Culture

Winter Isn't Going

I’m going to the grocery store tonight, not to prepare for the upcoming snowpocalypse but just because I haven’t been to the grocery store in weeks and my dinner choices have been getting pretty grim.

Okay, and maybe to pick up a few things in case the power and/or roads go out. But darker than the skies outside are the moods of my friends and coworkers. We’re all tired of the inconveniences of missed work, closed schools, dangerous sidewalks and roads, and worse — loss of power or water or a shortage of food. Those are all very serious concerns, but you know what we could all grouch a lot less about? How cold it is. How long this winter feels. (It’s only February, people! That’s still technically winter!) How the weather is practically a personal affront — how dare the weather be bad?!

CARNAGE!

CARNAGE!

When’s the last time your grouchiness managed to stop a winter storm from overtaking your city?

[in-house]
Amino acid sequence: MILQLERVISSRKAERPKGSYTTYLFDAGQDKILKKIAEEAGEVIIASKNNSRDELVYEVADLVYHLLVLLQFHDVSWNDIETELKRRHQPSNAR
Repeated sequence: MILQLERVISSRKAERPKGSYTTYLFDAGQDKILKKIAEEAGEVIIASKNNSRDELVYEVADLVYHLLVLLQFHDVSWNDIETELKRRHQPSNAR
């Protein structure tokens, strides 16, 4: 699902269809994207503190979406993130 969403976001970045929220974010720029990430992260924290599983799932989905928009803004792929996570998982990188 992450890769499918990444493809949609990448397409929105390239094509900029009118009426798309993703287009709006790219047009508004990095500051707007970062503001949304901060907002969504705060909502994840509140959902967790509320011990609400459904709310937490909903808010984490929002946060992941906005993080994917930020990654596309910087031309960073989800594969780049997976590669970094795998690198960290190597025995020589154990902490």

I’m sick of people being sick of winter. It’s not my favorite season, and I grew up in Vermont, where winter lasted from October through April. But I discovered, through extensive testing, that the cold feels a lot less awful when you stop moaning about it (or at least try to cut back). And since you’re stuck in this winter anyway, why not focus on the enjoyable moments?

Make a cup of hot cocoa (with a little rum) and build a pillow fort. Take a snowy walk in warm boots. Catch up on all your Netflix shows. If you’re stuck in the house, talk to your roommates, neighbors, spouse. Have a real conversation. Build a fire. Help a neighbor shovel his walk. Enjoy a glass of wine at noon. Read a book. Read two books. Read three books. Read a book that a friend has been recommending to you forever that you never thought you’d actually pick up. (And then read all my posts!)

Right now, I’m not as worried as the people clearing the produce aisles at Giant. This too shall pass. Though who knows — maybe I’ll be eating these words when I’m eating my furniture in a couple of days. Right now I’m most concerned about a run on the wine and beer aisle. I hope I can endure the cries of the winter-haters long enough to make it back to my apartment with a nice salami and cheese to watch the snow come down, glass of wine in hand.